Poet Mary Oliver wrote: “Tell me, what is it you plan to do with your one, wild and precious life?”[i] I love this quote, but it doesn’t exactly apply to God’s call of Biblical characters like Isaiah, Paul and Peter. They didn’t plan on following God; instead God interrupted their plans and set them on a new pathway.
It’s not ultimately up to us alone to figure out what to do with our lives. That’s good news. It takes some of the pressure off and helps us trust that God is involved, even when it doesn’t seem like it. I used the idea of being “discovered” by God as a different way to think of your calling. I quoted theologian James Alison:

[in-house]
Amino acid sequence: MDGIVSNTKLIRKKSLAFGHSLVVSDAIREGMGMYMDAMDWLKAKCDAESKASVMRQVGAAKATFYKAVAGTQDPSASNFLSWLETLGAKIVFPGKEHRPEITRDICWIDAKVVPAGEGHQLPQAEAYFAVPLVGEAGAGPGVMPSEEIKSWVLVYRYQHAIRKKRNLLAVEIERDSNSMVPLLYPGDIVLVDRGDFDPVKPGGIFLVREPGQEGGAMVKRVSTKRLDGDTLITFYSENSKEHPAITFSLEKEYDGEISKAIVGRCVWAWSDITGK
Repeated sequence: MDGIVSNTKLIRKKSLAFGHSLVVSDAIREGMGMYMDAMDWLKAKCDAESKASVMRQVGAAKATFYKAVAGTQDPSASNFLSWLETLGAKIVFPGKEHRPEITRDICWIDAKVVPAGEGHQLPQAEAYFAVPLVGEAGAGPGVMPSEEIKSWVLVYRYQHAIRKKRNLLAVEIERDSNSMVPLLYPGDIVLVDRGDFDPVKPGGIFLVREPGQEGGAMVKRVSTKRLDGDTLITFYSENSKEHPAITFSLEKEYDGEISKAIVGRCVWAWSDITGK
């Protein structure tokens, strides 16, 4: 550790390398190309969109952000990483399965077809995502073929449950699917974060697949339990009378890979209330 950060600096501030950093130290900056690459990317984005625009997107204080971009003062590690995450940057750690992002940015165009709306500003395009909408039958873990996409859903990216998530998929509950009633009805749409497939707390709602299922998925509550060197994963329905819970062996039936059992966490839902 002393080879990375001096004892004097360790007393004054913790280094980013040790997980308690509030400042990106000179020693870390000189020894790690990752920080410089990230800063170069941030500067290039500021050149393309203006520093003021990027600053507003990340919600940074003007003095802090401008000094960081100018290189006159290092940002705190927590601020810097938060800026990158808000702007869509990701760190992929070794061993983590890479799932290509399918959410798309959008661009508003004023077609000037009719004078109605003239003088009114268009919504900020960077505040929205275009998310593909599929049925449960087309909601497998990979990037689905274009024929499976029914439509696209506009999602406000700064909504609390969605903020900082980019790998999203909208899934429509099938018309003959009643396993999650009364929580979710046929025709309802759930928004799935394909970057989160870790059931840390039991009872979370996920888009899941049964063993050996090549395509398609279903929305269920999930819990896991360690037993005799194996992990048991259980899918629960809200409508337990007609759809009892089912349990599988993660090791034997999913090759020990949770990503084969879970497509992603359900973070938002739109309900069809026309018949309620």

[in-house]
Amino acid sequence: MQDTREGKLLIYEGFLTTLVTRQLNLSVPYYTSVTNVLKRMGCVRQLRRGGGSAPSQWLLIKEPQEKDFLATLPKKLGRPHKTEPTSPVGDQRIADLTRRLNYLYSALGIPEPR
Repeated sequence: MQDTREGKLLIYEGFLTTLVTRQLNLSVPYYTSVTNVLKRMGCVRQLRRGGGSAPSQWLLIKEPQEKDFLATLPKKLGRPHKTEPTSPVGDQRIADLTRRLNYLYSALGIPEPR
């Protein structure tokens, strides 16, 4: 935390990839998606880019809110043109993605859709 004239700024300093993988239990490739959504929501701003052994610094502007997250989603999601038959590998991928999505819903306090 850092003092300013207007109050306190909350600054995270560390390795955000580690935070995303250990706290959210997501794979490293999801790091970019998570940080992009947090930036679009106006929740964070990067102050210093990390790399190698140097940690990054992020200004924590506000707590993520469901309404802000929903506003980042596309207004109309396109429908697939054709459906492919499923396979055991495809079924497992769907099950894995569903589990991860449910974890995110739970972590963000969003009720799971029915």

“We find ourselves being discovered and known in just the same sense as a really firstrate impresario spots a talented future actor or singer long before the actor or singer knows that they are really talented, have what it takes. And it is in the impresario believing in them that they are able to be discovered.”[ii]
God believes in you. Listen to the sermon here.
This week, we’ll hear the beatitudes. Jesus proclaims blessings on his followers even when their life of discipleship doesn’t have obvious rewards. I’ll preach on the paradoxical joy of sacrifice.
This Sunday, we rejoice to baptize Juliana Helson at the early service and receive new members.
See you in church (and hopefully at the Valentine’s dinner on Sat night!).
Be at Peace,